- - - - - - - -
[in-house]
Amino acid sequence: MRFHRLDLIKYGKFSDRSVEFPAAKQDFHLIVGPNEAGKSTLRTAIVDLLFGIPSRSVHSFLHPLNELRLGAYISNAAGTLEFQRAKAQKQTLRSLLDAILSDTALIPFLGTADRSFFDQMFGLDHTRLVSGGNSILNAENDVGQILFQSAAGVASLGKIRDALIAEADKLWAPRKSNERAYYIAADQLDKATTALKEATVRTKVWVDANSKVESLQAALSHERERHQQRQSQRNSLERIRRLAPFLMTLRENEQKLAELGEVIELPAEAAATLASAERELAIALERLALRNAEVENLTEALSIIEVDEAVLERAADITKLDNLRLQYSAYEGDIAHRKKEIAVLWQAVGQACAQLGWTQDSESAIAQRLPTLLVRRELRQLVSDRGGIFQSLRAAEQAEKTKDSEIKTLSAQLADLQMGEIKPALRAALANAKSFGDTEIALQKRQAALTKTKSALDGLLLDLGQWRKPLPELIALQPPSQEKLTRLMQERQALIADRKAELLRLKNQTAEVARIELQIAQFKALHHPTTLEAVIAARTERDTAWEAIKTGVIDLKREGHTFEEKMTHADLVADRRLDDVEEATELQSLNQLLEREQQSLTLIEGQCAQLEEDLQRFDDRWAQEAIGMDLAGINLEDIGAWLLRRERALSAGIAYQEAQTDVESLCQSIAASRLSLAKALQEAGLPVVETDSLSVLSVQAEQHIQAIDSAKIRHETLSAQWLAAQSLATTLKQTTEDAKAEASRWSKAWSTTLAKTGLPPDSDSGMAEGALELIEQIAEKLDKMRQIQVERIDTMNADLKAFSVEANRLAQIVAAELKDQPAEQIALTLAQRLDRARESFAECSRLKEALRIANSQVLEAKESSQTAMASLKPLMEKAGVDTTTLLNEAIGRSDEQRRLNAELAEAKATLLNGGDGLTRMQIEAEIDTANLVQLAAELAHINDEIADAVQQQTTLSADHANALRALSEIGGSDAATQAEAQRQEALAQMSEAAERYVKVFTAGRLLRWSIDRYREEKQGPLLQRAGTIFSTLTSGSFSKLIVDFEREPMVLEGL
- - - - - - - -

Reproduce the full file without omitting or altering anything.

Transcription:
[in-house]
Amino acid sequence: MRFHRLDLIKYGKFSDRSVEFPAAKQDFHLIVGPNEAGKSTLRTAIVDLLFGIPSRSVHSFLHPLNELRLGAYISNAAGTLEFQRAKAQKQTLRSLLDAILSDTALIPFLGTADRSFFDQMFGLDHTRLVSGGNSILNAENDVGQILFQSAAGVASLGKIRDALIAEADKLWAPRKSNERAYYIAADQLDKATTALKEATVRTKVWVDANSKVESLQAALSHERERHQQRQSQRNSLERIRRLAPFLMTLRENEQKLAELGEVIELPAEAAATLASAERELAIALERLALRNAEVENLTEALSIIEVDEAVLERAADITKLDNLRLQYSAYEGDIAHRKKEIAVLWQAVGQACAQLGWTQDSESAIAQRLPTLLVRRELRQLVSDRGGIFQSLRAAEQAEKTKDSEIKTLSAQLADLQMGEIKPALRAALANAKSFGDTEIALQKRQAALTKTKSALDGLLLDLGQWRKPLPELIALQPPSQEKLTRLMQERQALIADRKAELLRLKNQTAEVARIELQIAQFKALHHPTTLEAVIAARTERDTAWEAIKTGVIDLKREGHTFEEKMTHADLVADRRLDDVEEATELQSLNQLLEREQQSLTLIEGQCAQLEEDLQRFDDRWAQEAIGMDLAGINLEDIGAWLLRRERALSAGIAYQEAQTDVESLCQSIAASRLSLAKALQEAGLPVVETDSLSVLSVQAEQHIQAIDSAKIRHETLSAQWLAAQSLATTLKQTTEDAKAEASRWSKAWSTTLAKTGLPPDSDSGMAEGALELIEQIAEKLDKMRQIQVERIDTMNADLKAFSVEANRLAQIVAAELKDQPAEQIALTLAQRLDRARESFAECSRLKEALRIANSQVLEAKESSQTAMASLKPLMEKAGVDTTTLLNEAIGRSDEQRRLNAELAEAKATLLNGGDGLTRMQIEAEIDTANLVQLAAELAHINDEIADAVQQQTTLSADHANALRALSEIGGSDAATQAEAQRQEALAQMSEAAERYVKVFTAGRLLRWSIDRYREEKQGPLLQRAGTIFSTLTSGSFSKLIVDFEREPMVLEGL